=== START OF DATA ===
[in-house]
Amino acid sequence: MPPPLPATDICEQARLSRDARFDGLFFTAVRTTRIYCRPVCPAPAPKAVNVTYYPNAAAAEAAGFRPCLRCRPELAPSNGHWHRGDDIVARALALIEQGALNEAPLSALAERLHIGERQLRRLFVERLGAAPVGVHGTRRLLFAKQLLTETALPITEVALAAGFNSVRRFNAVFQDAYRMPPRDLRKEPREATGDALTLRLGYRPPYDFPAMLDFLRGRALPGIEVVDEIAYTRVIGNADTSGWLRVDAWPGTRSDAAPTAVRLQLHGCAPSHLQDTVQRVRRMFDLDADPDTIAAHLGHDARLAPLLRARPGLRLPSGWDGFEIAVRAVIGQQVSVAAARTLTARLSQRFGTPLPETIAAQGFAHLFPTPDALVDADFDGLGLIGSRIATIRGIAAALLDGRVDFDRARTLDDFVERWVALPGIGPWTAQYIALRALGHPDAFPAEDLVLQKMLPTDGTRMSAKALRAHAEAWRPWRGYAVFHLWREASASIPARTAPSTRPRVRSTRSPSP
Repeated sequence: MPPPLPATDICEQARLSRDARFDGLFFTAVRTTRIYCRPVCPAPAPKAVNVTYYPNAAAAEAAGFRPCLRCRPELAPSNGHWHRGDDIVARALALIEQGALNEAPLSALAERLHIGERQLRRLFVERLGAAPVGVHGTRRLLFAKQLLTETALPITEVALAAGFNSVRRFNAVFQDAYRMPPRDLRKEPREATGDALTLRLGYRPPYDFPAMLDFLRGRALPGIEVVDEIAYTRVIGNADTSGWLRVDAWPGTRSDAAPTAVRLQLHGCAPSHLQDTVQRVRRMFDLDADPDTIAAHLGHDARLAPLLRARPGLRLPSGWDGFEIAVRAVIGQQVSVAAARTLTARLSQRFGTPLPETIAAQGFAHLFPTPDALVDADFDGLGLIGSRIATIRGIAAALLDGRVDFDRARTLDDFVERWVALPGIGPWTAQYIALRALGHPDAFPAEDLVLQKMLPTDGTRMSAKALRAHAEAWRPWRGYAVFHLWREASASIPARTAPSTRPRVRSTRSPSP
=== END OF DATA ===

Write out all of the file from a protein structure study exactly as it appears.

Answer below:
[in-house]
Amino acid sequence: MPPPLPATDICEQARLSRDARFDGLFFTAVRTTRIYCRPVCPAPAPKAVNVTYYPNAAAAEAAGFRPCLRCRPELAPSNGHWHRGDDIVARALALIEQGALNEAPLSALAERLHIGERQLRRLFVERLGAAPVGVHGTRRLLFAKQLLTETALPITEVALAAGFNSVRRFNAVFQDAYRMPPRDLRKEPREATGDALTLRLGYRPPYDFPAMLDFLRGRALPGIEVVDEIAYTRVIGNADTSGWLRVDAWPGTRSDAAPTAVRLQLHGCAPSHLQDTVQRVRRMFDLDADPDTIAAHLGHDARLAPLLRARPGLRLPSGWDGFEIAVRAVIGQQVSVAAARTLTARLSQRFGTPLPETIAAQGFAHLFPTPDALVDADFDGLGLIGSRIATIRGIAAALLDGRVDFDRARTLDDFVERWVALPGIGPWTAQYIALRALGHPDAFPAEDLVLQKMLPTDGTRMSAKALRAHAEAWRPWRGYAVFHLWREASASIPARTAPSTRPRVRSTRSPSP
Repeated sequence: MPPPLPATDICEQARLSRDARFDGLFFTAVRTTRIYCRPVCPAPAPKAVNVTYYPNAAAAEAAGFRPCLRCRPELAPSNGHWHRGDDIVARALALIEQGALNEAPLSALAERLHIGERQLRRLFVERLGAAPVGVHGTRRLLFAKQLLTETALPITEVALAAGFNSVRRFNAVFQDAYRMPPRDLRKEPREATGDALTLRLGYRPPYDFPAMLDFLRGRALPGIEVVDEIAYTRVIGNADTSGWLRVDAWPGTRSDAAPTAVRLQLHGCAPSHLQDTVQRVRRMFDLDADPDTIAAHLGHDARLAPLLRARPGLRLPSGWDGFEIAVRAVIGQQVSVAAARTLTARLSQRFGTPLPETIAAQGFAHLFPTPDALVDADFDGLGLIGSRIATIRGIAAALLDGRVDFDRARTLDDFVERWVALPGIGPWTAQYIALRALGHPDAFPAEDLVLQKMLPTDGTRMSAKALRAHAEAWRPWRGYAVFHLWREASASIPARTAPSTRPRVRSTRSPSP